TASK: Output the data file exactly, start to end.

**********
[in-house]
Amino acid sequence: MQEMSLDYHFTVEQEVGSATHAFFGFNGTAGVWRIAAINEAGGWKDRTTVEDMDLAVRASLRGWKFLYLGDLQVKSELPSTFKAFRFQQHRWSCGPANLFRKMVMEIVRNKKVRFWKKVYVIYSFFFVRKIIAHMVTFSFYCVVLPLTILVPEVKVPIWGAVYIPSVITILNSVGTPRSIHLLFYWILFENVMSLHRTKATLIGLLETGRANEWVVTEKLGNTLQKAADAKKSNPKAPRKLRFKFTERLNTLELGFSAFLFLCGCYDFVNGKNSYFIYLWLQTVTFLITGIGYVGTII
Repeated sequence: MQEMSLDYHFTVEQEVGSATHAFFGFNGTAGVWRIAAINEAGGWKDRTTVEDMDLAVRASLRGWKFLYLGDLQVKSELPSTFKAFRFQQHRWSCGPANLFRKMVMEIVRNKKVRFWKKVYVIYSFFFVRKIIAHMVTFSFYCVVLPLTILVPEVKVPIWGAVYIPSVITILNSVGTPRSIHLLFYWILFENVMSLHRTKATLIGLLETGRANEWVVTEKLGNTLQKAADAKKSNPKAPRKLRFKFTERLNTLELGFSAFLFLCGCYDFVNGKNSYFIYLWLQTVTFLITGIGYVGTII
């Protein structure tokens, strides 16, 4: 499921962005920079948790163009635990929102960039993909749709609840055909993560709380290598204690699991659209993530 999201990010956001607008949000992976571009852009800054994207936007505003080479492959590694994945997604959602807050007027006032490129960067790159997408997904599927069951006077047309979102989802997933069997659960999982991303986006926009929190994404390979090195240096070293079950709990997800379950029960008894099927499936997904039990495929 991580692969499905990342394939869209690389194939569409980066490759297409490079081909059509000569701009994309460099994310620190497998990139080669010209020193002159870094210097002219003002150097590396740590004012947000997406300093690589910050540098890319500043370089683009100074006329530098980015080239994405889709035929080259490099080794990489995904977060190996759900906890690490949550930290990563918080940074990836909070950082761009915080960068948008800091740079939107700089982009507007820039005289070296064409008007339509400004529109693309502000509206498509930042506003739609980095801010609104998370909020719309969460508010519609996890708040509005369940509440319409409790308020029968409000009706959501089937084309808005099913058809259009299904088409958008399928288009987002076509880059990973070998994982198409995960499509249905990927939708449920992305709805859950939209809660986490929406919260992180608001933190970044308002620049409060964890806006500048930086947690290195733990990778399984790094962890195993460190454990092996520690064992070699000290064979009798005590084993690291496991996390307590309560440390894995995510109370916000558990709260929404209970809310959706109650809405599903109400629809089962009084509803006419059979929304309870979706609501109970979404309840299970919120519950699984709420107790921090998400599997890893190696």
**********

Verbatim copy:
[in-house]
Amino acid sequence: MQEMSLDYHFTVEQEVGSATHAFFGFNGTAGVWRIAAINEAGGWKDRTTVEDMDLAVRASLRGWKFLYLGDLQVKSELPSTFKAFRFQQHRWSCGPANLFRKMVMEIVRNKKVRFWKKVYVIYSFFFVRKIIAHMVTFSFYCVVLPLTILVPEVKVPIWGAVYIPSVITILNSVGTPRSIHLLFYWILFENVMSLHRTKATLIGLLETGRANEWVVTEKLGNTLQKAADAKKSNPKAPRKLRFKFTERLNTLELGFSAFLFLCGCYDFVNGKNSYFIYLWLQTVTFLITGIGYVGTII
Repeated sequence: MQEMSLDYHFTVEQEVGSATHAFFGFNGTAGVWRIAAINEAGGWKDRTTVEDMDLAVRASLRGWKFLYLGDLQVKSELPSTFKAFRFQQHRWSCGPANLFRKMVMEIVRNKKVRFWKKVYVIYSFFFVRKIIAHMVTFSFYCVVLPLTILVPEVKVPIWGAVYIPSVITILNSVGTPRSIHLLFYWILFENVMSLHRTKATLIGLLETGRANEWVVTEKLGNTLQKAADAKKSNPKAPRKLRFKFTERLNTLELGFSAFLFLCGCYDFVNGKNSYFIYLWLQTVTFLITGIGYVGTII
């Protein structure tokens, strides 16, 4: 499921962005920079948790163009635990929102960039993909749709609840055909993560709380290598204690699991659209993530 999201990010956001607008949000992976571009852009800054994207936007505003080479492959590694994945997604959602807050007027006032490129960067790159997408997904599927069951006077047309979102989802997933069997659960999982991303986006926009929190994404390979090195240096070293079950709990997800379950029960008894099927499936997904039990495929 991580692969499905990342394939869209690389194939569409980066490759297409490079081909059509000569701009994309460099994310620190497998990139080669010209020193002159870094210097002219003002150097590396740590004012947000997406300093690589910050540098890319500043370089683009100074006329530098980015080239994405889709035929080259490099080794990489995904977060190996759900906890690490949550930290990563918080940074990836909070950082761009915080960068948008800091740079939107700089982009507007820039005289070296064409008007339509400004529109693309502000509206498509930042506003739609980095801010609104998370909020719309969460508010519609996890708040509005369940509440319409409790308020029968409000009706959501089937084309808005099913058809259009299904088409958008399928288009987002076509880059990973070998994982198409995960499509249905990927939708449920992305709805859950939209809660986490929406919260992180608001933190970044308002620049409060964890806006500048930086947690290195733990990778399984790094962890195993460190454990092996520690064992070699000290064979009798005590084993690291496991996390307590309560440390894995995510109370916000558990709260929404209970809310959706109650809405599903109400629809089962009084509803006419059979929304309870979706609501109970979404309840299970919120519950699984709420107790921090998400599997890893190696």